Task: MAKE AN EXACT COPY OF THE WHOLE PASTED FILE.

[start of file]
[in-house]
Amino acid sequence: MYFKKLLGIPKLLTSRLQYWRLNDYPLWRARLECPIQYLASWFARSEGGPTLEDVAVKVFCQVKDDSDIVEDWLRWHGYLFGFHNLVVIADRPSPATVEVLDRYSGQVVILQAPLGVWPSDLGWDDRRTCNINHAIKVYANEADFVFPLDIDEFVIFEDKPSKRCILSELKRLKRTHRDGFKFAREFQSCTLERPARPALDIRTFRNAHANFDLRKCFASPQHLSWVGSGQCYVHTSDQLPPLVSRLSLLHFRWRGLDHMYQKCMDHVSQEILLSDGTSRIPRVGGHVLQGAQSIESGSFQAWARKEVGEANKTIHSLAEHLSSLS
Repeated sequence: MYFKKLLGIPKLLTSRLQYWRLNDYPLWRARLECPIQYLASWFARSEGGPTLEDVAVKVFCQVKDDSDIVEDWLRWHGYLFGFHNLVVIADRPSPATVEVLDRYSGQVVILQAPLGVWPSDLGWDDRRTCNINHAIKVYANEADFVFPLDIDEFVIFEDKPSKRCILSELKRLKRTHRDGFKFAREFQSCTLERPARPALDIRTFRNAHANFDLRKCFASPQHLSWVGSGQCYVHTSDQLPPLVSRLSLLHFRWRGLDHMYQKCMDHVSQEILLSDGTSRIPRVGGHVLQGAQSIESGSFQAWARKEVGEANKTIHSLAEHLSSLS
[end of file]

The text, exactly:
[in-house]
Amino acid sequence: MYFKKLLGIPKLLTSRLQYWRLNDYPLWRARLECPIQYLASWFARSEGGPTLEDVAVKVFCQVKDDSDIVEDWLRWHGYLFGFHNLVVIADRPSPATVEVLDRYSGQVVILQAPLGVWPSDLGWDDRRTCNINHAIKVYANEADFVFPLDIDEFVIFEDKPSKRCILSELKRLKRTHRDGFKFAREFQSCTLERPARPALDIRTFRNAHANFDLRKCFASPQHLSWVGSGQCYVHTSDQLPPLVSRLSLLHFRWRGLDHMYQKCMDHVSQEILLSDGTSRIPRVGGHVLQGAQSIESGSFQAWARKEVGEANKTIHSLAEHLSSLS
Repeated sequence: MYFKKLLGIPKLLTSRLQYWRLNDYPLWRARLECPIQYLASWFARSEGGPTLEDVAVKVFCQVKDDSDIVEDWLRWHGYLFGFHNLVVIADRPSPATVEVLDRYSGQVVILQAPLGVWPSDLGWDDRRTCNINHAIKVYANEADFVFPLDIDEFVIFEDKPSKRCILSELKRLKRTHRDGFKFAREFQSCTLERPARPALDIRTFRNAHANFDLRKCFASPQHLSWVGSGQCYVHTSDQLPPLVSRLSLLHFRWRGLDHMYQKCMDHVSQEILLSDGTSRIPRVGGHVLQGAQSIESGSFQAWARKEVGEANKTIHSLAEHLSSLS